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Science at the Shadow Boundary
12.21.06
Science at the Shadow Boundary

Saturn's shadow cloaks the faint D ring at the bottom of this image.

Observations of the shadow boundary, like this one, enable scientists to clearly detect and measure the brightness of diffuse and faint ring features like the inner part of the D-ring. Such brightness measurements are often difficult to make, but the shadow region provides a very dark standard against which to compare the D ring, as the only brightness in the shadow is provided by the background of space.

The bright specks across the scene, both in the bright rings and in the shadow, are either stars or cosmic ray hits on the camera's detector.

This view looks toward the unlit side of the rings from about 42 degrees above the ringplane.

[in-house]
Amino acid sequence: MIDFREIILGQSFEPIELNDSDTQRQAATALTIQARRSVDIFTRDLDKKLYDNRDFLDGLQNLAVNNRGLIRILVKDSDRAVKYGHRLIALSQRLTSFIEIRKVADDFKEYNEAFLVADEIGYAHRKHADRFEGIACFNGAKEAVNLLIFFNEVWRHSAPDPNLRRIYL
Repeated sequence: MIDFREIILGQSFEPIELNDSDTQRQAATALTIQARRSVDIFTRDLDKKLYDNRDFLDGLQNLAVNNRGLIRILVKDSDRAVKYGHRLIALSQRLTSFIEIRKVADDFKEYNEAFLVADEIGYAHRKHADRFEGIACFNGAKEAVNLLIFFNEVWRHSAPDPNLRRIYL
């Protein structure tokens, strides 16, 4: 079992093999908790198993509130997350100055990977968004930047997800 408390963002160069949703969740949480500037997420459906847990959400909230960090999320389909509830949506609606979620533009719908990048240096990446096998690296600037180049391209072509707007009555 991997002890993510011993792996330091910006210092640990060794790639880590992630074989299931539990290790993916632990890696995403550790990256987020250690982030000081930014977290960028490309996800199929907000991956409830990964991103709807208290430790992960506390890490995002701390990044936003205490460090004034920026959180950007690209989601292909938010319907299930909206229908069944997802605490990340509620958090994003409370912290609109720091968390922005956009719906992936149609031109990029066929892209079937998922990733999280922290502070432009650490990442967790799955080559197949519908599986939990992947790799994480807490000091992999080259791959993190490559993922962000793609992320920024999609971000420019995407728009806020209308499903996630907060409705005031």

The image was taken in visible light with the Cassini spacecraft wide-angle camera on Nov. 12, 2006. Cassini was then at a distance of approximately 1.4 million kilometers (900,000 miles) from Saturn and at a Sun-Saturn-spacecraft, or phase, angle of 152 degrees. Image scale is 8 kilometers (5 miles) per pixel.

The Cassini-Huygens mission is a cooperative project of NASA, the European Space Agency and the Italian Space Agency. The Jet Propulsion Laboratory, a division of the California Institute of Technology in Pasadena, manages the mission for NASA's Science Mission Directorate, Washington, D.C. The Cassini orbiter and its two onboard cameras were designed, developed and assembled at JPL. The imaging operations center is based at the Space Science Institute in Boulder, Colo.

For more information about the Cassini-Huygens mission visit http://saturn.jpl.nasa.gov . The Cassini imaging team homepage is at http://ciclops.org .

Credit: NASA/JPL/Space Science Institute

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